Sunday, April 2, 2017
Chances look slim for Lucy to become an Italian citizen this time around
Thursday, March 30
Remember the slogan: ‟The thrill of victory and the agony of defeat?” We experienced both today, though it’s an exaggeration to say that our competition is as meaningful as the Olympic Games or the NCAA Final Four (go Bulldogs!). Still, our struggle to gain Lucy’s citizenship is the only game on our personal schedule right now, so we’re taking it seriously.
A poliziotta came yesterday to confirm that Lucy indeed lives in our house, and we assumed the policewoman would turn in her paperwork this morning. We already had Lucy’s official photos in hand, so we went off to the Municipio. Everything went smoothly, and within a half hour, Lucy had her much-treasured carta d’identità, confirming her residency. By early afternoon, we were off to Lucca to start step 3: cittadinanza—citizenship.
Not so fast, said the clerk at the Prefettura. Citizenship requires a year of residency, he maintained. His colleague agreed. Che cosa? ‟What?” I said. ‟That’s not what I was told last month. There must be a mistake. The man who was in this office last month said we needed a permesso di soggiorno and then residency. After that, we could apply for citizenship.”
‟That’s a problem for me,” he said, ‟because my understanding is you must be a resident for a year.”
‟Can I talk to someone else? I’m sure the man I spoke to previously said we could go ahead.”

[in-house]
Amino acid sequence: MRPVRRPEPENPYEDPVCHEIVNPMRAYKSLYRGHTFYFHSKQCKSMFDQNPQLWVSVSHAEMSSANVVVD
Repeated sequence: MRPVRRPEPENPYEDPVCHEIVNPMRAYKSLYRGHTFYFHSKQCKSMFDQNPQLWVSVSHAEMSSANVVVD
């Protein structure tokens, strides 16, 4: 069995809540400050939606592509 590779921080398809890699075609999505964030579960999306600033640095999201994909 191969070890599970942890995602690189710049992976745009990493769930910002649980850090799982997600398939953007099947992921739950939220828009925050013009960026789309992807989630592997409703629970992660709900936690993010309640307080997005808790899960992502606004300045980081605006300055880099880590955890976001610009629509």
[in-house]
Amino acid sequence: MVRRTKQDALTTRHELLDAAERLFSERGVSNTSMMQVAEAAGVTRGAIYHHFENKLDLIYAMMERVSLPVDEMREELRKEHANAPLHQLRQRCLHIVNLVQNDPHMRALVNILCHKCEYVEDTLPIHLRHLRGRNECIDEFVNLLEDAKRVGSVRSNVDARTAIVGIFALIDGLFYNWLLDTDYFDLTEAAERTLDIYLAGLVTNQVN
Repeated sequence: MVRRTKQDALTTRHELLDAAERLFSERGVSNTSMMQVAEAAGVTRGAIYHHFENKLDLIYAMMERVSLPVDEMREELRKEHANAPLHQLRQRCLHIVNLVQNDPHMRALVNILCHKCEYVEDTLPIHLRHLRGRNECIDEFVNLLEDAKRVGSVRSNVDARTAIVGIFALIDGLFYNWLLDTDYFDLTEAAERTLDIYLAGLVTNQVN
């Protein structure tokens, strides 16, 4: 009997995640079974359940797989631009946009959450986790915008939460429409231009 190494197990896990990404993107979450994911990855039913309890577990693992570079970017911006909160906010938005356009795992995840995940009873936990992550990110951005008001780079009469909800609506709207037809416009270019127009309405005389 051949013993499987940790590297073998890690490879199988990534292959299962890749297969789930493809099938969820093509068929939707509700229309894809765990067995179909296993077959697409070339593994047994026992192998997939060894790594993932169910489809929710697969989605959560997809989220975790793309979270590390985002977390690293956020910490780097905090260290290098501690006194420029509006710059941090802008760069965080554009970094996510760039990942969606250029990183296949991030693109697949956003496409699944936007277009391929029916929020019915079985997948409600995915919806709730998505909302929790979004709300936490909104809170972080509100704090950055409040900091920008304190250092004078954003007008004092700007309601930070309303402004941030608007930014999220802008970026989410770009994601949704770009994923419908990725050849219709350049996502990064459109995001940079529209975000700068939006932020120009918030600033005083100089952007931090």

The man gave me the name of colleague, Signora Bertelli, someone with more authority, and said we could go talk to her. We found her office, but the story didn’t change. She even quoted us the law from a thick book. The paragraph she cited said the residency requirement was actually only six months, but then she explained that this law had since been changed to two years, or one year if the person applying had children.
At this point, we had been told by three people that we would have to wait another year, but I was not ready to give up. By now, I’ve had enough experience dealing with Italian bureaucracy to know that ‟no” isn’t always a final answer.
I remember being in the Italian Consulate in San Francisco once when a man had come in wanting a visa on short notice. ‟Absolutely impossible,” the clerk said without hesitation. ‟You should have applied for this months ago.”
The man went on the explain the circumstances, including why he couldn’t have applied for it previously. He went right on as if she had just said, ‟The weather is cold, isn’t it?” instead of ‟Absolutely impossible.” Soon he was filling out his forms and paying for his visa.
So, am I Italian enough to do the same? Probably not. Still, I went back to the first office and let the two men know that even though Signora Bertelli had confirmed their opinion, I still wasn’t satisfied. I wanted to know who else worked in their office. Who was the man who had told me we could do this? I recalled then that the mystery man had spoken on the phone to another colleague, and that colleague had told him that a letter had been written recently clarifying the law. I think it may have said that people who had been married prior to a certain year fell under a different set of regulations.
They gave me the name of another colleague, Dottor Pierotti, who sometimes works in their office. They tried to call him but learned that he was out of town and wouldn’t be back until the following Wednesday. And so, clinging to the slight chance that he can help us, we will take another trip to Lucca. We also take some hope in the fact that even though Signora Bertelli showed us the law book that she had read from, she admitted that the law had changed since the book had been printed. Could it not have changed again? We’ll soon find out . . .